Thursday, January 20, 2011

Chicken a la King (or: Towards a "Creative Temple" of Conscience)

A few days ago, I had the quixotic notion to veganize this 1960s dinner classic, and since I was A. cooking while snowed in on the day after his birthday, and B. had been reading, hearing, and thinking a lot about him (as one does this time of year), I briefly entertained the waggish notion of christening it "Chicken a la Martin Luther King, Jr." Cognizant that such an idea could be misinterpreted as trivializing or disrespectful, I dismissed it, but I would like to take a few minutes to think about Dr King's message of freedom and justice for all. (And yes, we'll get to the recipe; patience, as the saying goes, is a virtue.)

OMarch 3, 1968, barely a month before he was assassinated, King delivered a sermon at Ebenezer Baptist Church in Atlanta, Georgia, on the subject of "Unfulfilled Dreams," which began with the proposition

“Whenever you set out to build a creative temple, whatever it may be, you must face the fact that there is a tension at the heart of the universe between good and evil." 

This is a compelling notion; whether or not we believe in a religious interpretation of concepts like "good" and "evil," most of us can relate to the ongoing internal struggle between what we would do, and what we actually do. He went on to speak of the constant uphill battle to be compassionate, kind, and charitable when "something keeps pulling on you, trying to get you to hate." He described this struggle as "a civil war...a schizophrenia" going on inside each and every one of us, but also addressed the importance of trying to be our best selves, of being able to honestly say that we are doing our utmost to be the people we wish to be, in spite of that "something" pulling on us to be just the opposite.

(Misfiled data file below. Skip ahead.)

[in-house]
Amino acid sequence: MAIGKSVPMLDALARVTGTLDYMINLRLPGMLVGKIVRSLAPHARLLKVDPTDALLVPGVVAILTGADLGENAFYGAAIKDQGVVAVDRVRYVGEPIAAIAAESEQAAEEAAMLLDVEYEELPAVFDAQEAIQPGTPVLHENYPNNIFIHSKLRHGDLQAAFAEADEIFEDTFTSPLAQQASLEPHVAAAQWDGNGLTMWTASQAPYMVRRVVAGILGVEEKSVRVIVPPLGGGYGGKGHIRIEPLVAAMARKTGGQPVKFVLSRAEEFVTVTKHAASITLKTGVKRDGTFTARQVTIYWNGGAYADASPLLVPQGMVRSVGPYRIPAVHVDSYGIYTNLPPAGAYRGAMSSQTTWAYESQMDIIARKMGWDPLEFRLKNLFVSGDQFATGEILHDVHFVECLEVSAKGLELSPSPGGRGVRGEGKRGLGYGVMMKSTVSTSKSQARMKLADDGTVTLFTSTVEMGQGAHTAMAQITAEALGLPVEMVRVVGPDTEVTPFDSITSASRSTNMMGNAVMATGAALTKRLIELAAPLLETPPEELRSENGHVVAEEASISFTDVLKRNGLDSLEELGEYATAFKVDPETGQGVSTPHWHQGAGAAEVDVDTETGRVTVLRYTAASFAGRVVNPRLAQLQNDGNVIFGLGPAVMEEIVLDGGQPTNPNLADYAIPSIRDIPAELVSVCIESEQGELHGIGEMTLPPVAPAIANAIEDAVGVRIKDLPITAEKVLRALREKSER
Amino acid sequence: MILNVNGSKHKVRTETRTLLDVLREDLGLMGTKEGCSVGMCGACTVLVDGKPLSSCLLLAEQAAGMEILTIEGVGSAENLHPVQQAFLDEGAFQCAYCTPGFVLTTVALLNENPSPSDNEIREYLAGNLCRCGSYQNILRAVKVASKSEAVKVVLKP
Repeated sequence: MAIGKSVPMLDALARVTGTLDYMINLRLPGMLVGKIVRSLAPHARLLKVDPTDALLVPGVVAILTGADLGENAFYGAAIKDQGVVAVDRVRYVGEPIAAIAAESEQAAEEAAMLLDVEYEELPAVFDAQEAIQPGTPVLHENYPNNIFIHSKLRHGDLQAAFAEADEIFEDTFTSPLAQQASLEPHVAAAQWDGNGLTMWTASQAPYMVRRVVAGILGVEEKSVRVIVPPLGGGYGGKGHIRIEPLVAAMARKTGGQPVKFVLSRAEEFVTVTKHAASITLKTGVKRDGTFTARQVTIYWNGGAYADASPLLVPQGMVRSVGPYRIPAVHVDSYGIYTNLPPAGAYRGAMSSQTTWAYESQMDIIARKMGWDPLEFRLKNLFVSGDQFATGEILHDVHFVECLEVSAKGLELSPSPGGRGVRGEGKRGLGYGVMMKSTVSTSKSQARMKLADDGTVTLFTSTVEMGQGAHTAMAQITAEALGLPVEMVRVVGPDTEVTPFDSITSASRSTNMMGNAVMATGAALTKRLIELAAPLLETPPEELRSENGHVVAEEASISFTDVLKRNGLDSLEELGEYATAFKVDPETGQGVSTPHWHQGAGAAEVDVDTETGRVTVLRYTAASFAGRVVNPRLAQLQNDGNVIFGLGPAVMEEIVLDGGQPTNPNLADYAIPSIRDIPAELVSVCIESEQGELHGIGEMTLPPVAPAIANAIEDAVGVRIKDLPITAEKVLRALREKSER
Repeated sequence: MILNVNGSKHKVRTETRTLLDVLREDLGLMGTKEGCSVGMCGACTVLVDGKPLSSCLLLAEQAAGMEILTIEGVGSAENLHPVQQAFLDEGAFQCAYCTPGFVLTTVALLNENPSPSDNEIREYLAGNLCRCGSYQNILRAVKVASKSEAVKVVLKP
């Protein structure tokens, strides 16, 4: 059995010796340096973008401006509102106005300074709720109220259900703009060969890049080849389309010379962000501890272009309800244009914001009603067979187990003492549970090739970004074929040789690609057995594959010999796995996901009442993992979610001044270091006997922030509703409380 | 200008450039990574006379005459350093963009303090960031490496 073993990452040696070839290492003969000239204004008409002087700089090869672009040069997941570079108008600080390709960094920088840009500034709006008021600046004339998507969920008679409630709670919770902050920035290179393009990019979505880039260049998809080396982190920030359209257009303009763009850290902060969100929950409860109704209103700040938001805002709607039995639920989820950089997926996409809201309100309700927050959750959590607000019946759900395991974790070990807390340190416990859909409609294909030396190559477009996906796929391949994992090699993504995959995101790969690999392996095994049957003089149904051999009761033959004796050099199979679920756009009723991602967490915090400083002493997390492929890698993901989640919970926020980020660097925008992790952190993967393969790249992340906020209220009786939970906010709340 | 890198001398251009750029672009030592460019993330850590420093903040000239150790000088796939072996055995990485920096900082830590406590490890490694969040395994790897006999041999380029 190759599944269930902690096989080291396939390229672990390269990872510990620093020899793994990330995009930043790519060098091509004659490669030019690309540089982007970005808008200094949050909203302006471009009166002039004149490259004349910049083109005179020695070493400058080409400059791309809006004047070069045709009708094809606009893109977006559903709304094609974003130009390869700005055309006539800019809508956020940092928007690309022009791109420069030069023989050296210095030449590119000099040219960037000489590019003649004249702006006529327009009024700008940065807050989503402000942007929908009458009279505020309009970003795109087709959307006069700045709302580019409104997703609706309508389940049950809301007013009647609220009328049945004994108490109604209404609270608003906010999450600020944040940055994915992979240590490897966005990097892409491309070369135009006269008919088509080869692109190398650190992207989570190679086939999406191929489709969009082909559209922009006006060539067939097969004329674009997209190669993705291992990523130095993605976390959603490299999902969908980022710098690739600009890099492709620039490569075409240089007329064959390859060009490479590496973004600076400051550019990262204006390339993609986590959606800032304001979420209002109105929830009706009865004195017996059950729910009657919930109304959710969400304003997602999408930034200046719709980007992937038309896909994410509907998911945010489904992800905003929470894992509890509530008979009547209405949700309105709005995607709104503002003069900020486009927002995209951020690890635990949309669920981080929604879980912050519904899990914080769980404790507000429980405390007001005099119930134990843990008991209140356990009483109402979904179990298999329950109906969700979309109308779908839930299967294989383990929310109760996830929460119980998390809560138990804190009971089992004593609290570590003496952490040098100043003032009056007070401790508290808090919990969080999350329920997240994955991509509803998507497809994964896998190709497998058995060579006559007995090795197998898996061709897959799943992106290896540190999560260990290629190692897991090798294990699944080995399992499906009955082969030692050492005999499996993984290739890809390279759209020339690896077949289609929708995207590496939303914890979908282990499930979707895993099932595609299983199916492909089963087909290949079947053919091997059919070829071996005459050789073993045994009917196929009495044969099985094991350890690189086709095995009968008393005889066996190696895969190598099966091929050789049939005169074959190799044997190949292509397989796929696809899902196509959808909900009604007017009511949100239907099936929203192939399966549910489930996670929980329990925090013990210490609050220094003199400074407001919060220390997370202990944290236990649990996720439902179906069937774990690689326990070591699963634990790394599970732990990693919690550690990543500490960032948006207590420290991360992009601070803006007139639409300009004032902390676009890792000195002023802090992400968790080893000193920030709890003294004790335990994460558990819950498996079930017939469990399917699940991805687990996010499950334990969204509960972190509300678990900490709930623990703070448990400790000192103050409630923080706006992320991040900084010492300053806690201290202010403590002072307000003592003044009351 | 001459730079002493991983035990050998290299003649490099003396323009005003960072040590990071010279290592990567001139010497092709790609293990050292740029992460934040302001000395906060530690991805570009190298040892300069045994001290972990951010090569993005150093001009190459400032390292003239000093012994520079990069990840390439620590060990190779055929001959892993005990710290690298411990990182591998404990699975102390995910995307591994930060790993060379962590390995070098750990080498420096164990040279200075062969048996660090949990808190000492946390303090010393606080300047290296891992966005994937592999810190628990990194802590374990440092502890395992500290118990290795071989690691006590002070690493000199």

Although he was most famous as a civil rights leader, King was also an advocate for the poor and disenfranchised, and spoke out passionately against the war in Vietnam before what became known as the "peace movement" was getting much press. King's appreciation for the importance of what we now term intersectionality is striking, and he came in for a fair bit of abuse for stepping out of what many considered his "field." But despite harsh criticism - and growing pressure from civil rights allies as well as the US government - he continued to stress a recurring theme: the importance of being clear in one's conscience. Again and again, King encouraged  listeners to "get your hearts right" and work towards a place where the person in the mirror is someone we are not ashamed to acknowledge, although we inevitably fall short of perfection.